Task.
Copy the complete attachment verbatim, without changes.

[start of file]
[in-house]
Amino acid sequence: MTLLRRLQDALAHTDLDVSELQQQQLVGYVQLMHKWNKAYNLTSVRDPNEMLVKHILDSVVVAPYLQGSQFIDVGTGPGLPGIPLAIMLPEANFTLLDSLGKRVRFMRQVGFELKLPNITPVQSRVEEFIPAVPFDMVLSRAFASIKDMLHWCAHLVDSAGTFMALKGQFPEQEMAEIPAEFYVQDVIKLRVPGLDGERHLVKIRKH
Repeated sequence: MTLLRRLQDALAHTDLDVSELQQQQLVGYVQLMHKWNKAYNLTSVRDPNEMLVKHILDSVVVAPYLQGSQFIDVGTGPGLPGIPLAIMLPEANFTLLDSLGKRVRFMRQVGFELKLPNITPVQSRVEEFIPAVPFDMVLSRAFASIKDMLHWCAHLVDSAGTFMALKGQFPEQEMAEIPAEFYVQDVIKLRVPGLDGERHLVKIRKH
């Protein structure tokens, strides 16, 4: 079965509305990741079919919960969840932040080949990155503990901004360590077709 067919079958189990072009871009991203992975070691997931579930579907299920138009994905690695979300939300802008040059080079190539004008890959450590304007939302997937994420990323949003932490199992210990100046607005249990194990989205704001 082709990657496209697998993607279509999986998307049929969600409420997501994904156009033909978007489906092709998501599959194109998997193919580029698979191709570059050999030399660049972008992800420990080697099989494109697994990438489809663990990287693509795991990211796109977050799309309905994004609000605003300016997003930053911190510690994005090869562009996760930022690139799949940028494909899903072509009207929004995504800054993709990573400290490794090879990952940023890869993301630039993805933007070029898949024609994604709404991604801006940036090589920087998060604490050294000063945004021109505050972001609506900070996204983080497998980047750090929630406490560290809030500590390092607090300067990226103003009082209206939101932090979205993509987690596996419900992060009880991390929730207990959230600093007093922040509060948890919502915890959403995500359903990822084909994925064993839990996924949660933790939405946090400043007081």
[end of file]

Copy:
[in-house]
Amino acid sequence: MTLLRRLQDALAHTDLDVSELQQQQLVGYVQLMHKWNKAYNLTSVRDPNEMLVKHILDSVVVAPYLQGSQFIDVGTGPGLPGIPLAIMLPEANFTLLDSLGKRVRFMRQVGFELKLPNITPVQSRVEEFIPAVPFDMVLSRAFASIKDMLHWCAHLVDSAGTFMALKGQFPEQEMAEIPAEFYVQDVIKLRVPGLDGERHLVKIRKH
Repeated sequence: MTLLRRLQDALAHTDLDVSELQQQQLVGYVQLMHKWNKAYNLTSVRDPNEMLVKHILDSVVVAPYLQGSQFIDVGTGPGLPGIPLAIMLPEANFTLLDSLGKRVRFMRQVGFELKLPNITPVQSRVEEFIPAVPFDMVLSRAFASIKDMLHWCAHLVDSAGTFMALKGQFPEQEMAEIPAEFYVQDVIKLRVPGLDGERHLVKIRKH
């Protein structure tokens, strides 16, 4: 079965509305990741079919919960969840932040080949990155503990901004360590077709 067919079958189990072009871009991203992975070691997931579930579907299920138009994905690695979300939300802008040059080079190539004008890959450590304007939302997937994420990323949003932490199992210990100046607005249990194990989205704001 082709990657496209697998993607279509999986998307049929969600409420997501994904156009033909978007489906092709998501599959194109998997193919580029698979191709570059050999030399660049972008992800420990080697099989494109697994990438489809663990990287693509795991990211796109977050799309309905994004609000605003300016997003930053911190510690994005090869562009996760930022690139799949940028494909899903072509009207929004995504800054993709990573400290490794090879990952940023890869993301630039993805933007070029898949024609994604709404991604801006940036090589920087998060604490050294000063945004021109505050972001609506900070996204983080497998980047750090929630406490560290809030500590390092607090300067990226103003009082209206939101932090979205993509987690596996419900992060009880991390929730207990959230600093007093922040509060948890919502915890959403995500359903990822084909994925064993839990996924949660933790939405946090400043007081």